A tropical disturbance entering the Gulf of Mexico from the Caribbean Sea developed into Subtropical Storm Alberto on May 25th, making for an unusually early start to the 2018 hurricane season. In anticipation of impact, a state of emergency was declared for the state, and evacuations orders were issued in some coastal areas. At its peak strength, Alberto had sustained winds of 65mph, weakening to 45mph as it made landfall in Bay County on the 28th. Storm surges were reported in Franklin and Wakulla Counties, with some beaches and roads going underwater. Two tornadoes were recorded during the passage of Alberto, one in Martin County on the 27th, and near Homestead in Miami-Dade on the 29th. Tropical storm conditions were felt in Bay, Dixie, Franklin, Gulf, Homes, Leon, Okaloosa, Wakulla, and Walton counties. High winds were felt throughout the state. The largest rainfall amounts after landfall were reported from Escambia, Okaloosa and Walton Counties.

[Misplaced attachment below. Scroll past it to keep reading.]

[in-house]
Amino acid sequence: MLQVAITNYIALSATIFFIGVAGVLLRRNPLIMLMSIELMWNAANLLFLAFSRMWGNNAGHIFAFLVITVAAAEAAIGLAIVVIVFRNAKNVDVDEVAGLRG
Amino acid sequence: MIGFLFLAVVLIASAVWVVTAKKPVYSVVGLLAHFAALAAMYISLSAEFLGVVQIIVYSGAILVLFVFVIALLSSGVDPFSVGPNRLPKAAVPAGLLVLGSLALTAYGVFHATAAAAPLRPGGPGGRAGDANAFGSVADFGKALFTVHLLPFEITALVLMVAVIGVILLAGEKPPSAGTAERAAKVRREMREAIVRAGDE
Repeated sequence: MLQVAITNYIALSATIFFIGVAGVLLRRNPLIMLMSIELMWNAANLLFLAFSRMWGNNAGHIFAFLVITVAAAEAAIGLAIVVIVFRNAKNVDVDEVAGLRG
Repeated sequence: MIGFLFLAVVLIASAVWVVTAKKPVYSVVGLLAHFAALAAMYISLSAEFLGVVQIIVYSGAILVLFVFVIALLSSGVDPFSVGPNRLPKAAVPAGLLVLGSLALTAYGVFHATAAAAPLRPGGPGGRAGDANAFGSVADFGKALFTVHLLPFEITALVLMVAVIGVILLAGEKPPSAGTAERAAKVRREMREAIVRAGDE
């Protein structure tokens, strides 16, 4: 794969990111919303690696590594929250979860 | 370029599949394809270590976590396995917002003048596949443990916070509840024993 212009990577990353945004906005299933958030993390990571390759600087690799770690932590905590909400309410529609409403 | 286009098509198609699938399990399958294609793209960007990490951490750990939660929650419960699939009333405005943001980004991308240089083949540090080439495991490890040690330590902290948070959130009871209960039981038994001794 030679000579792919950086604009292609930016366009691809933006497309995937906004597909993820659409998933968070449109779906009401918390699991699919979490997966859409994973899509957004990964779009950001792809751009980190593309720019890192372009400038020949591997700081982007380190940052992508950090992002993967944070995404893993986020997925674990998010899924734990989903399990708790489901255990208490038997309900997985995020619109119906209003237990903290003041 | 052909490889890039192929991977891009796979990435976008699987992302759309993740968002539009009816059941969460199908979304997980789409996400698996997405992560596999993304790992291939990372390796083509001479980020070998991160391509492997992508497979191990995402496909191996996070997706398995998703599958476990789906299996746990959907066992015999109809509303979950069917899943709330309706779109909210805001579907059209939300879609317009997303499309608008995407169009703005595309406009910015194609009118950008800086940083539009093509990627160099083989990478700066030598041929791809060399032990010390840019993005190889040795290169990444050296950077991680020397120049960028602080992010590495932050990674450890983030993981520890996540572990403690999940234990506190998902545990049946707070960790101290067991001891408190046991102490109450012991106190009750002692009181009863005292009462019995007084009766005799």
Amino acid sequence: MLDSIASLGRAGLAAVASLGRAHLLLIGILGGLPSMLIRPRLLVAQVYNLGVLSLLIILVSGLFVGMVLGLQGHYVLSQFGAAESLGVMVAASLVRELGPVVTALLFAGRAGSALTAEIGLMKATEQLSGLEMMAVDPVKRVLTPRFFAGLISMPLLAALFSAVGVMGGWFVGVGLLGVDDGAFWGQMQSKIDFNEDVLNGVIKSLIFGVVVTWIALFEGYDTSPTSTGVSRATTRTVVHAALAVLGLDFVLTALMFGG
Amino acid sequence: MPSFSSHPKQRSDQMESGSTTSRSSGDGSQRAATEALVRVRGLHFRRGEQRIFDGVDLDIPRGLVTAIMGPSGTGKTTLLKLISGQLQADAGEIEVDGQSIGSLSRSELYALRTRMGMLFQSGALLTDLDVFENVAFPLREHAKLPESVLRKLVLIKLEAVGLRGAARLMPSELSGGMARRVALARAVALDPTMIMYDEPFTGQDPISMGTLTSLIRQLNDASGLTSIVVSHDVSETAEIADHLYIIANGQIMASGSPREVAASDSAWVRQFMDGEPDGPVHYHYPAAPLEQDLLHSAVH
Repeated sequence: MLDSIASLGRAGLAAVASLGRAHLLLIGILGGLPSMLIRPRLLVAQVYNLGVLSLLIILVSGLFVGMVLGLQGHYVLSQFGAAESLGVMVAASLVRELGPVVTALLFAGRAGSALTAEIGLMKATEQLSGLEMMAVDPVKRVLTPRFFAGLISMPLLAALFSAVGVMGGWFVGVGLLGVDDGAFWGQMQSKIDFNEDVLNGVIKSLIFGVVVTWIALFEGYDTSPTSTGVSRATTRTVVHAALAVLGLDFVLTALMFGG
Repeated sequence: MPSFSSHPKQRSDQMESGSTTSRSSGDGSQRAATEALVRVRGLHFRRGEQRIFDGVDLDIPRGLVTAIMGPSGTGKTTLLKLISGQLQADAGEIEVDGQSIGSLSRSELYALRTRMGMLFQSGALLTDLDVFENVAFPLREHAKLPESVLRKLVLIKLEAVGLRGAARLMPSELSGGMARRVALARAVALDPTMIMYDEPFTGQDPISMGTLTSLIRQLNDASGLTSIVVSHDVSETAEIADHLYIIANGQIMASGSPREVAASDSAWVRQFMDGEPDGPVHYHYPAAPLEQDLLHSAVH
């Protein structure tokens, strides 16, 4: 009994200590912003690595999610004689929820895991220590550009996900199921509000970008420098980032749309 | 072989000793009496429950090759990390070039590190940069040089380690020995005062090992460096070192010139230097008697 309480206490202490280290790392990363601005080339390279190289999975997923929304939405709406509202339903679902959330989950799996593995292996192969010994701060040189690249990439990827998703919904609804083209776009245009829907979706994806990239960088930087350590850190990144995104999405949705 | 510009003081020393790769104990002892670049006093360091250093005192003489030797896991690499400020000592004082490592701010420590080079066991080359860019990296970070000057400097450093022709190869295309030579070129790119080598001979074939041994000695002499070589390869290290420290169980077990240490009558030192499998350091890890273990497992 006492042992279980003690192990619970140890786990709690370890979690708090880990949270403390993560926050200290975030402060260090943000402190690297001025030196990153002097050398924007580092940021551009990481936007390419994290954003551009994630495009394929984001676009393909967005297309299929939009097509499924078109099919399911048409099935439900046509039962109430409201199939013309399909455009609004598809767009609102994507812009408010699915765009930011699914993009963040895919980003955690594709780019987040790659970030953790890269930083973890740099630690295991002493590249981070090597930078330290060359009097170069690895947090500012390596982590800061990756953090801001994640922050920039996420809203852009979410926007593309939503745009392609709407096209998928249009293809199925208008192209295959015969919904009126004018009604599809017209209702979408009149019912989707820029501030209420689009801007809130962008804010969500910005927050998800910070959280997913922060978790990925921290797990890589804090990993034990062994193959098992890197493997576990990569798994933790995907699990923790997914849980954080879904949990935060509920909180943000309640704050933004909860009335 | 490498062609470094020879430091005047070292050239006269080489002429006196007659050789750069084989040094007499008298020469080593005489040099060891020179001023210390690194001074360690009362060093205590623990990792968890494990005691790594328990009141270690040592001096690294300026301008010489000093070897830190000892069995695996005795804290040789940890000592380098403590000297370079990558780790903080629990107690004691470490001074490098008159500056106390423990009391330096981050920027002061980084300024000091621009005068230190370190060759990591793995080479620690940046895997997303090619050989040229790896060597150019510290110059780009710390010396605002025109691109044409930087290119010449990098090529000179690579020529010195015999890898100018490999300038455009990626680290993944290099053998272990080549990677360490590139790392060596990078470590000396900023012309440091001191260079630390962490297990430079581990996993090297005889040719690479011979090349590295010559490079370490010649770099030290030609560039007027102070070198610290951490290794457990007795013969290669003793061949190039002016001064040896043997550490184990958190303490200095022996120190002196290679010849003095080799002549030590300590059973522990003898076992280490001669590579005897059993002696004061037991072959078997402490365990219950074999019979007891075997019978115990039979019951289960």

Other significant weather events for the month included a lightning strike on the 16th that killed one person and injured two others working on a farm in Parkland, Palm Beach County. Multiple swimmers required rescue from rip currents near Cocoa Beach on the 5th, with one reported fatality. Several swimmers were successfully rescued from rip currents near Destin on the 18th and near Boca Raton on the 20th.
The heaviest rains for the month were measured on the 20th in Broward and Palm Beach Counties, with 6-hour rainfall totals up to over 8”.